In Europe, February producer prices contracted by 4.2% in February underlining the deflation pressures across the Eurozone and why the ECB over delivered on recent stimulus. Despite the supportive ECB action, the business sentiment reading for the Eurozone in March was disappointing being only a fraction ahead of that in February and looks consistent with Q1 GDP growth of just 0.3%.
In the USA, following last week’s more positive manufacturing news, by comparison, February new factory orders declined slightly. In addition, both wholesale inventories and trade sales were fairly soft which will drag on Q1 GDP growth.
India’s central bank cut its key interest rate from 6.75% to 6.5%, following six consecutive months of falling inflation.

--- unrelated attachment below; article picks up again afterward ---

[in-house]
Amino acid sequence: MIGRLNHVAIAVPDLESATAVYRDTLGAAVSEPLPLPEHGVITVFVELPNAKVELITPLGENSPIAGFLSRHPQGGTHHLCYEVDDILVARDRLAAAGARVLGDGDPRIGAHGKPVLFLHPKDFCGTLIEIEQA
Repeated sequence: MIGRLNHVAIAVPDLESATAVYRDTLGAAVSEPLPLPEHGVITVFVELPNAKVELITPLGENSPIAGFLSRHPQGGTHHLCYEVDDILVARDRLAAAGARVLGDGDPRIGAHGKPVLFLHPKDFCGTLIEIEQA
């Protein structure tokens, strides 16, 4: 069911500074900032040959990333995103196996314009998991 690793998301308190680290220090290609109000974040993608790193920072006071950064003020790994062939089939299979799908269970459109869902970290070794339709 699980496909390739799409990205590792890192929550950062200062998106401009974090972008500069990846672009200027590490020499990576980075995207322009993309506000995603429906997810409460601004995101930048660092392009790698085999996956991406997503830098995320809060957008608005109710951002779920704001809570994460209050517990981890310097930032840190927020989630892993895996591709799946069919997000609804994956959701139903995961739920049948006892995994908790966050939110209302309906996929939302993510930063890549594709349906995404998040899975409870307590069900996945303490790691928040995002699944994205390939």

In China, March factory gate prices remain in negative territory at -4.6% although the latest data revealed the first positive monthly rise since 2013.
In Japan, with doubts growing about the effectiveness of PM Abe’s stimulus programme, all eyes will be on the next BoJ meeting on 28th April and what action is taken, even deeper negative interest rates? A decision will also have to be taken on the next phase of consumption tax. The strong Yen relative to the US Dollar is hot helping Japanese manufacturers.
Brent oil pushed above $40 ahead of the OPEC/non-OPEC meeting on April 17th. The OPEC governor of Kuwait said that a deal to freeze production without Iran was still possible. In the meantime, according to shipbrokers and traders, Saudi Arabia has taken steps to slow Iran’s efforts at increasing oil exports by banning tankers that transport Iranian crude oil from entering its waters.
Finally, in keeping with this week’s toilet theme. News that a museum dedicated to excrement, with examples from the animal and human world, has opened to the public at the Isle of Wight Zoo including fossilised coprolites dating back 140 million years. This may sound a totally ‘potty’ idea, some may even call it a pile of ‘crap’, but who are we to ‘poo-poo’ it? Thomas Crapper would no doubt be pleased.